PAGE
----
David Davis and David Miliband - thwarted by AV
Courtesy of a tip-off from one of the QI elves (the backroom brains who come up with all those clever factoids for Stephen Fry to say on television), I’ve been looking again at the data for both the Conservative leadership election in 2005 and the Labour contest in 2010, and it seem to be the case that had they been conducted using the same voting system we currently use to elect MPs, David Davis and David Miliband would have triumphed.
In the case of the Conservatives, David Davis out-polled his three rivals in the first round of voting, receiving 62 votes to Cameron’s 56 (see p.4 here for full results). Assuming that voters would have cast a single vote in the same way they apportioned their first preference (which I don’t think is an outlandish assumption to make), had the contest been conducted under first past the post, Davis would have become Conservative leader. Whether he would still be leader, and how he would have fared in last year’s election is a speculation for another time.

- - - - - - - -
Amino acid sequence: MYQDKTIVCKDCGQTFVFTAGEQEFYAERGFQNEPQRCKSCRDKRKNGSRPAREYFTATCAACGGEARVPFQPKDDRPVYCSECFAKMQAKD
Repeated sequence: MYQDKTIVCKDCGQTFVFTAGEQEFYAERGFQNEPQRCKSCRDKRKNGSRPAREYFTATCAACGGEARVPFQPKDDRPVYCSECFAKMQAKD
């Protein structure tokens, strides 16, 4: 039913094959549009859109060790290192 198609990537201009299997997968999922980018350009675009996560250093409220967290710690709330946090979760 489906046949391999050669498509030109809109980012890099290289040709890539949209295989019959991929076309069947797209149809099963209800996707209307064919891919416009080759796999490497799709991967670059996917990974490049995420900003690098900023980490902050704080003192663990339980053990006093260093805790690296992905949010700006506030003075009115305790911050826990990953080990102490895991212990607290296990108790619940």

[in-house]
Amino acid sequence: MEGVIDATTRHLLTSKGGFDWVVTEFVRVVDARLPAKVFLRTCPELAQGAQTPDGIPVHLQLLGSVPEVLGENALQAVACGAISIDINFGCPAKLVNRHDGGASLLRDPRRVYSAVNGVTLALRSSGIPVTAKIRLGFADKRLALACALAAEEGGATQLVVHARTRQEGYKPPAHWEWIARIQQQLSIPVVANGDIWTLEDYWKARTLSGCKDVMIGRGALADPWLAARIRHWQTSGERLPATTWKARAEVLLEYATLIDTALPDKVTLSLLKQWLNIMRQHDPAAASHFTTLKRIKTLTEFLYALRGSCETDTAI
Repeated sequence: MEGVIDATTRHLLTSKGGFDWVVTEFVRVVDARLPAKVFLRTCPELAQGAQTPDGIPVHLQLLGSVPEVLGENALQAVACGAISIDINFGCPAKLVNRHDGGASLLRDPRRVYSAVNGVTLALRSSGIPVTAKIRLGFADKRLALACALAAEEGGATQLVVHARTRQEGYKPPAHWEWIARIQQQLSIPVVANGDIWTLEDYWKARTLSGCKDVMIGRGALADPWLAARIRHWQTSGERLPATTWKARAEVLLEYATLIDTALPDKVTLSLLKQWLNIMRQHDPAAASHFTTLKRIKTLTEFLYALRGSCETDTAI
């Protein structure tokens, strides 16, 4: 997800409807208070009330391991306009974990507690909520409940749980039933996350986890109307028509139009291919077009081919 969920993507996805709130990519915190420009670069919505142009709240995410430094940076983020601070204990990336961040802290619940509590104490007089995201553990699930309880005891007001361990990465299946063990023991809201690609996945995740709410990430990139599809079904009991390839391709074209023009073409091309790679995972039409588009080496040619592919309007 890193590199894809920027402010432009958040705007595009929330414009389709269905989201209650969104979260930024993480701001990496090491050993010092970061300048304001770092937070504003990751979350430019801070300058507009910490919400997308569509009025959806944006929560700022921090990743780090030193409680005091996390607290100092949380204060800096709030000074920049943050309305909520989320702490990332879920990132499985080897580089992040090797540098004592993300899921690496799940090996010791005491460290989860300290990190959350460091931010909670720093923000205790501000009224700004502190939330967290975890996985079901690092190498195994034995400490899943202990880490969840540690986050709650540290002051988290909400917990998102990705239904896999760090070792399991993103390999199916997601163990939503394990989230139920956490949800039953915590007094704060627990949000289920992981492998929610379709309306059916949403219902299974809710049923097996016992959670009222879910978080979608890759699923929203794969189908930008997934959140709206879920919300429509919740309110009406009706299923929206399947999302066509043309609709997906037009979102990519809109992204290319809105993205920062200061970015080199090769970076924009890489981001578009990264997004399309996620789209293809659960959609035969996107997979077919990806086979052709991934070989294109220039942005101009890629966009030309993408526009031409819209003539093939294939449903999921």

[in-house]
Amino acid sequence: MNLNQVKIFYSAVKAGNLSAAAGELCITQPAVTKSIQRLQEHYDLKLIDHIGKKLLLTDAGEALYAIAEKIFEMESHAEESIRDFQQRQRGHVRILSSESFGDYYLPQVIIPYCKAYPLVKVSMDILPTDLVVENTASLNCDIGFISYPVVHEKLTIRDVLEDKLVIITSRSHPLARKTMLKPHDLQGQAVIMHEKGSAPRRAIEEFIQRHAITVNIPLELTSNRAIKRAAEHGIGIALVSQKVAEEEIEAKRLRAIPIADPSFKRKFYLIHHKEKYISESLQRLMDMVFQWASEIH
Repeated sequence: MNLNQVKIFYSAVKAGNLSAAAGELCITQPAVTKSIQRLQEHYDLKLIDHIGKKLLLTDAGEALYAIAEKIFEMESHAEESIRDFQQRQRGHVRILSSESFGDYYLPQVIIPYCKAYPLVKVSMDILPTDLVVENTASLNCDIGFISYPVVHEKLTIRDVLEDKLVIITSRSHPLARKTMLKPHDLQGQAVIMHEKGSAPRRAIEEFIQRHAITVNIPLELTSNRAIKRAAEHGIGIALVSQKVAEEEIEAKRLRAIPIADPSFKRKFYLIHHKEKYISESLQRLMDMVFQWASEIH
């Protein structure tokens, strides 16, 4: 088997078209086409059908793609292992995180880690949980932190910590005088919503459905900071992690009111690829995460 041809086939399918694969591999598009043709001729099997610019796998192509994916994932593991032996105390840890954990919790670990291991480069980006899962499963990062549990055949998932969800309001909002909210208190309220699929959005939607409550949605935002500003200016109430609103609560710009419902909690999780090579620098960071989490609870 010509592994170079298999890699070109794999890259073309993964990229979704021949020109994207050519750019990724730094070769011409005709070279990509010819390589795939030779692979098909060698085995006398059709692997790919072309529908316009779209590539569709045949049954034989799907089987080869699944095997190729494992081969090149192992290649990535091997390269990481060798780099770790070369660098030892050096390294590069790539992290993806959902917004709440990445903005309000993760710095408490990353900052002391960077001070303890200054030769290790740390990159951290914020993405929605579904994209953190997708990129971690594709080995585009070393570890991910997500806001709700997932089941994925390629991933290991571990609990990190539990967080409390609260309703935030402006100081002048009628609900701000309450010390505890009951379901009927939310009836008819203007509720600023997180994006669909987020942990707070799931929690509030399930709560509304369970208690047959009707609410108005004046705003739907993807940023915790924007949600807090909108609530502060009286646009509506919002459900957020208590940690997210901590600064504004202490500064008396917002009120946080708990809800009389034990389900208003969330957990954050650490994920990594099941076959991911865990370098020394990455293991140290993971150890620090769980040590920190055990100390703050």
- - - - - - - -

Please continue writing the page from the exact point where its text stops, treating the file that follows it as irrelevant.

With David Miliband, it’s slightly more complicated owing to the way that Labour’s tripartite electoral college functions. But if, once again, we assume that if voters were to cast their single vote under first past the post in the same way that they cast their first preference, David Miliband would have received 37.78% of all first preferences compared to his brother’s 34.33%. (See the full tables of results here). Incidentally, it also adds an extra ironic picquancy to his full-throated support of the change to AV.
As Ben reported yesterday, the countdown to the AV referendum is now underway as each campaign unveils its broadcasts and strives to get their message across in the last few days before Britain goes to the polls.
While people are making their minds up about the voting system they want to use to elect MPs in the future, it’s worth sparing a thought for the internal party elections. Had they used first past the post, we could well have still had a Conservative prime minister called David facing a Miliband across the despatch box for PMQs. But perhaps with some subtle differences...
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